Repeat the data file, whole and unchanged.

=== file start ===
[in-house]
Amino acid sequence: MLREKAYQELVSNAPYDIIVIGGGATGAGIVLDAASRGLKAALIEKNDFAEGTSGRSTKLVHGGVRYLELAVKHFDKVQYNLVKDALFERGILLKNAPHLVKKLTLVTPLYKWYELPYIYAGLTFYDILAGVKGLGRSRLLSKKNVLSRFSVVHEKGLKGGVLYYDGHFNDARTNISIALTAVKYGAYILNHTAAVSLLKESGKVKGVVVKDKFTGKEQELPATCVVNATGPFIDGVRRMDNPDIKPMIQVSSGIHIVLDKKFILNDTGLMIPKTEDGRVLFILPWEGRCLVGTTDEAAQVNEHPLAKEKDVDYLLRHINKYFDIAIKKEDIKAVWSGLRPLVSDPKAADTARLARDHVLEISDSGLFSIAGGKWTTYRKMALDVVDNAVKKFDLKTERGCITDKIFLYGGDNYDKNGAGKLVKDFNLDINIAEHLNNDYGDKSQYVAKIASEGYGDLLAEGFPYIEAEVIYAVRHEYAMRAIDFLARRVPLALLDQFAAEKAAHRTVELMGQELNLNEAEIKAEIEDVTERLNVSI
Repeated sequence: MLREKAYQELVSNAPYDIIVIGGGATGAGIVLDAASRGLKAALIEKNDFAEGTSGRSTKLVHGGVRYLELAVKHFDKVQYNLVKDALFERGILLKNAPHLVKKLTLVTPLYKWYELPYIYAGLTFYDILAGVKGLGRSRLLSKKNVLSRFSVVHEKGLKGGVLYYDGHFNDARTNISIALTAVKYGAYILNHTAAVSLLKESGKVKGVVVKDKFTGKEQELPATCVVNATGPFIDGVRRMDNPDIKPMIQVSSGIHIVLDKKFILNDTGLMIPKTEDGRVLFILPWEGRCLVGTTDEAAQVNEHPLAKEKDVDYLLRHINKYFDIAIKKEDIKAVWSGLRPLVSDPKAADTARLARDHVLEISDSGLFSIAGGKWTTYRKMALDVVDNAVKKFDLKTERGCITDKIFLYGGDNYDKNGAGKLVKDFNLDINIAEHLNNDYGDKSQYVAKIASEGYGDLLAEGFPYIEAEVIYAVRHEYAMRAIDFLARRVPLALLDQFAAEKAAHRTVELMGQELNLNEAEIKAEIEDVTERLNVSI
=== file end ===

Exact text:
[in-house]
Amino acid sequence: MLREKAYQELVSNAPYDIIVIGGGATGAGIVLDAASRGLKAALIEKNDFAEGTSGRSTKLVHGGVRYLELAVKHFDKVQYNLVKDALFERGILLKNAPHLVKKLTLVTPLYKWYELPYIYAGLTFYDILAGVKGLGRSRLLSKKNVLSRFSVVHEKGLKGGVLYYDGHFNDARTNISIALTAVKYGAYILNHTAAVSLLKESGKVKGVVVKDKFTGKEQELPATCVVNATGPFIDGVRRMDNPDIKPMIQVSSGIHIVLDKKFILNDTGLMIPKTEDGRVLFILPWEGRCLVGTTDEAAQVNEHPLAKEKDVDYLLRHINKYFDIAIKKEDIKAVWSGLRPLVSDPKAADTARLARDHVLEISDSGLFSIAGGKWTTYRKMALDVVDNAVKKFDLKTERGCITDKIFLYGGDNYDKNGAGKLVKDFNLDINIAEHLNNDYGDKSQYVAKIASEGYGDLLAEGFPYIEAEVIYAVRHEYAMRAIDFLARRVPLALLDQFAAEKAAHRTVELMGQELNLNEAEIKAEIEDVTERLNVSI
Repeated sequence: MLREKAYQELVSNAPYDIIVIGGGATGAGIVLDAASRGLKAALIEKNDFAEGTSGRSTKLVHGGVRYLELAVKHFDKVQYNLVKDALFERGILLKNAPHLVKKLTLVTPLYKWYELPYIYAGLTFYDILAGVKGLGRSRLLSKKNVLSRFSVVHEKGLKGGVLYYDGHFNDARTNISIALTAVKYGAYILNHTAAVSLLKESGKVKGVVVKDKFTGKEQELPATCVVNATGPFIDGVRRMDNPDIKPMIQVSSGIHIVLDKKFILNDTGLMIPKTEDGRVLFILPWEGRCLVGTTDEAAQVNEHPLAKEKDVDYLLRHINKYFDIAIKKEDIKAVWSGLRPLVSDPKAADTARLARDHVLEISDSGLFSIAGGKWTTYRKMALDVVDNAVKKFDLKTERGCITDKIFLYGGDNYDKNGAGKLVKDFNLDINIAEHLNNDYGDKSQYVAKIASEGYGDLLAEGFPYIEAEVIYAVRHEYAMRAIDFLARRVPLALLDQFAAEKAAHRTVELMGQELNLNEAEIKAEIEDVTERLNVSI